In an earlier post (on 1st June 2104), we showed what had happened to one of the decorative bosses in the gallery of the former East Kirk when wet rot had destroyed the strength of its internal wooden structure. No-one was hurt when it crashed through the floor overnight, but there was concern about the safety of all the other decorative bosses, so they were carefully checked. One was found to be loose, so the decision was taken to carefully remove it. The first two pictures show an intact boss and a close-up of what remained after it had been removed. This was in an area which had already been treated for dry rot. On looking inside the small opening of the corbel, there was some concern that there could be some dry rot inside the plasterwork – but it was not possible to see enough to be sure. Complicating the matter was that nothing was known about the internal structure of the corbel. Obviously there would be structural wooden beams, which were supporting one of the main roof beams. If there were dry rot it could rapidly destroy the strength of the wood and so potentially cause a partial or total roof collapse.
The decision had to be taken to remove all the decorative plaster from this corbel so that any necessary treatment or replacement could be carried out. However, before this could be done, it was necessary to install some scaffolding to support the roof beam, just in case the wood had already lost its strength and it was only the plaster which was supporting the roof beam. Fortunately it became obvious that there was no dry rot, which was a great relief! Removing the plaster also revealed the internal structure of the corbel. This showed only two support timbers, resting on a stone protruding from the wall. One timber was vertical (the king post), whilst the other went up at a steep angle, far more steeply than the decorative plaster work would have suggested. The final photograph shows the exposed wood inside the corbel (with the support scaffold still partially in place). All the plaster was removed carefully and kept, so that it will be possible to reinstate the corbel when the interior build takes place, either using plaster or fibreglass.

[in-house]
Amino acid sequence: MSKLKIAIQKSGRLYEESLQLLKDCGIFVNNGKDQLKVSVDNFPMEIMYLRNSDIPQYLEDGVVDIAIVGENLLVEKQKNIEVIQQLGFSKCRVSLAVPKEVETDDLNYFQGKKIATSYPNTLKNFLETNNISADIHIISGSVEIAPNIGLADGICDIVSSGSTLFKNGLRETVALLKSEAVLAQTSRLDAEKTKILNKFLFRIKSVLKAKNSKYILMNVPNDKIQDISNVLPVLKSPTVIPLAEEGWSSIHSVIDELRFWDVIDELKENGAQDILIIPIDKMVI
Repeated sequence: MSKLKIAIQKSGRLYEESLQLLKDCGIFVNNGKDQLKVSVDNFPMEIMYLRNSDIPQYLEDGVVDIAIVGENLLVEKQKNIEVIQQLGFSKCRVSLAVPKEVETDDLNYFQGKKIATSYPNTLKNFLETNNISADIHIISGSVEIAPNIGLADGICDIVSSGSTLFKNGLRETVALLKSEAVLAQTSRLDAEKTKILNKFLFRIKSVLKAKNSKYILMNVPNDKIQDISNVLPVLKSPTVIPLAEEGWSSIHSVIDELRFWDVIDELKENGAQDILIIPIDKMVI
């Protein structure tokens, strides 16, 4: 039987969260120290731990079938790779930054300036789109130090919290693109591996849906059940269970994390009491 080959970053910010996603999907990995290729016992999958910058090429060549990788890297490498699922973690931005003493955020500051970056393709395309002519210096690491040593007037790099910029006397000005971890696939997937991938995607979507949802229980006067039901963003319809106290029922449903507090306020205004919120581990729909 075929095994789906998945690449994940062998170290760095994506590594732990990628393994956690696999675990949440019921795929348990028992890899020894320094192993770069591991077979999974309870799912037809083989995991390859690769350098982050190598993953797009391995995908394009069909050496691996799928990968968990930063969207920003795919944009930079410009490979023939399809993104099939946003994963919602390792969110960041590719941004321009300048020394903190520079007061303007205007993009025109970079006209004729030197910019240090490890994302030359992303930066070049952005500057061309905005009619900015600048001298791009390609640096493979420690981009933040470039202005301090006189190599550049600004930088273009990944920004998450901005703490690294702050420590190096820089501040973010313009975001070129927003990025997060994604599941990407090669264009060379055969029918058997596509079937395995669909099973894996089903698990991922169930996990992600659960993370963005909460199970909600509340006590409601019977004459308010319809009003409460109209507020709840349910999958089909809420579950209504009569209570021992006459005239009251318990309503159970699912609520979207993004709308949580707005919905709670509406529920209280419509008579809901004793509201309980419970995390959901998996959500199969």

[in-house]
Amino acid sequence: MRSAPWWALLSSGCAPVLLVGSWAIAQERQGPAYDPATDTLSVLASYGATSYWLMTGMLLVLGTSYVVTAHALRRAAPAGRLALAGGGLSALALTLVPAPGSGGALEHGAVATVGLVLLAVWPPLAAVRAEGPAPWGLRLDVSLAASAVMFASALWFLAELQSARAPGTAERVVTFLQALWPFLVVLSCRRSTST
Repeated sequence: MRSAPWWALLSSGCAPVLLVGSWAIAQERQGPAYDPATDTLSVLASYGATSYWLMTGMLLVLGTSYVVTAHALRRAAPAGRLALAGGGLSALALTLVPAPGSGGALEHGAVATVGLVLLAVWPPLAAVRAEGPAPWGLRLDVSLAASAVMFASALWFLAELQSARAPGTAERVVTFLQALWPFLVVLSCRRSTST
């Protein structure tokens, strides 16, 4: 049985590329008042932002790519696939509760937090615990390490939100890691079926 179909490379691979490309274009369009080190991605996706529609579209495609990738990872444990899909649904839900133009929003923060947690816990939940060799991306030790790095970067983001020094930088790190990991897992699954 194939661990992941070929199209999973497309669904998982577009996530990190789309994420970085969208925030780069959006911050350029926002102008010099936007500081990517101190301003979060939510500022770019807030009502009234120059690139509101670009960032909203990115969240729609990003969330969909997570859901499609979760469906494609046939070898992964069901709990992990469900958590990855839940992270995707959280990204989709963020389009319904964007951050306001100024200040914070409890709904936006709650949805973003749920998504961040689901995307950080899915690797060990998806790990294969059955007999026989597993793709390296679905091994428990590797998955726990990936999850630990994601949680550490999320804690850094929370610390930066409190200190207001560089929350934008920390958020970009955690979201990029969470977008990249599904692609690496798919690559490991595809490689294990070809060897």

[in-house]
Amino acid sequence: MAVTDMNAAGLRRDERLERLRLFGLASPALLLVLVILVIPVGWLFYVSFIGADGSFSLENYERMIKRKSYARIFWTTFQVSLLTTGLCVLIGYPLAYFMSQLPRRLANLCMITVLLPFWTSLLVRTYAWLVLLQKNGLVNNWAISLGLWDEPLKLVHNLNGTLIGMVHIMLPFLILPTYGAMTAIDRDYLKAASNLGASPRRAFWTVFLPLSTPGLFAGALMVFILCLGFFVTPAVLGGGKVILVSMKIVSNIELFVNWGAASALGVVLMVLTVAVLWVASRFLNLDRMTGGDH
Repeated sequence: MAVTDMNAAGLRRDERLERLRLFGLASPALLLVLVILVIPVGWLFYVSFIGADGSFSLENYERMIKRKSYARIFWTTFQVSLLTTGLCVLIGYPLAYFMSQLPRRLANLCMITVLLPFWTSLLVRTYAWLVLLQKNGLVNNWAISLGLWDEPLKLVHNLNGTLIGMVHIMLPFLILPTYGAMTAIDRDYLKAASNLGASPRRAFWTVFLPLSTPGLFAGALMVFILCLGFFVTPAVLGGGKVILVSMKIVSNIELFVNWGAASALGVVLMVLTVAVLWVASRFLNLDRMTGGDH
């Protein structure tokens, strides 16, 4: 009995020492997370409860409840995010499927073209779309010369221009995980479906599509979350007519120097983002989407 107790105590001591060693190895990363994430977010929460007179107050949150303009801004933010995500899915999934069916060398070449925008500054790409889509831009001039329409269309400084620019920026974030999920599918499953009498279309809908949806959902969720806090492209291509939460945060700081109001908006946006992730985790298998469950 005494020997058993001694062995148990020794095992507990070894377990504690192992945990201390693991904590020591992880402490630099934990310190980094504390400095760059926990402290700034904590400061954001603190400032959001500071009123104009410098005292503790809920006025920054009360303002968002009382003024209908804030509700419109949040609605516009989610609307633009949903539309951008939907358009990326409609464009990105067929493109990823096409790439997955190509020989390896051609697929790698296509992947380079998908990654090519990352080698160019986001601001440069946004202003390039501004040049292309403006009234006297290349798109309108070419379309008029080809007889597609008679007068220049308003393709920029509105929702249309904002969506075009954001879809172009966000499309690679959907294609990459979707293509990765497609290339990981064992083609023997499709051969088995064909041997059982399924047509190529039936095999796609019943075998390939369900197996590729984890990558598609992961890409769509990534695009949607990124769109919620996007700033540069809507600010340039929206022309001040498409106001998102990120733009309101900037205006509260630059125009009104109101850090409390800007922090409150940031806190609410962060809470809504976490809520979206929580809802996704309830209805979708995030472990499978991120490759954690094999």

In a previous post, we showed pictures of the dramatic effect that wet rot had on the structure of one of the bosses in the former East Kirk. This was caused by water getting in through the leaking roof. We have also had problems with dry rot. The name is slightly misleading since it too has a need for an increased level of moisture, but this is lower than with wet rot. Dry rot normally thrives with 20-40% moisture.
The fungus Serpula lacrymans is the main cause of dry rot. An outbreak starts with a spore germinating when conditions are right (often about 30% moisture). This develops thread-like hyphae which are capable of finding ways through stone and mortar as well as wood. A mass of hyphae forms a mycellium, which can look like grey fur (as shown in the first photograph). Growth of the fungus in wood rapidly destroys its strength so that it may no longer be capable of load bearing in a building. Eventually the fungus will produce a ‘fruiting body’ to release more spores. The hyphae can travel considerable distance from the original spore. One of the outbreaks we have had started inside the gallery structure and was first seen two storeys lower and about 20 feet away.
Often dry rot will start when a building is starting to dry out. This has been the case with the former East Kirk building, where there have been a number of outbreaks. The fruiting bodies can appear on wood or stone, as shown in the photographs. The first one shows a fruiting body on stone (above a window in the gallery).
The second shows it on some of the 17th century carved wood in St Mary’s Chapel. The orange colour is caused by the spores ready to be released.
Treatment is possible, but the sooner the better – so constant vigilance is required where there is a known risk.
For many years there were problems with rain and snow getting under the slates on the roof of the former East Kirk of St Nicholas. Historically, the roof had a very low pitch – 18 – and when it was given a slate roof after the fire of 1874, it would have required large overlap of slates to ensure no ingress in driving rain or snow. Over the years this led to a number of problems which had to be sorted out during Phase 1 of the restoration work.
In this post the focus is on one particular area on the north side of the building. The ceiling in the former Kirk has decorative plaster works, with corbels and bosses along the walls. The first photograph shows these structures. The wood inside the boss nearest the camera was, unknown to us, being damaged by wet rot caused by water running down the inside of the wall behind the lath and plaster.
During the Phase 1 works, the wood gave way and one morning it was found through the gallery floor as shown in the second photograph. It is fortunate that this happened overnight and that no-one was underneath. We will post about the actions we had to take later in the year.
With the new roof in place the walls are now perfectly dry, but are being monitored on a weekly basis.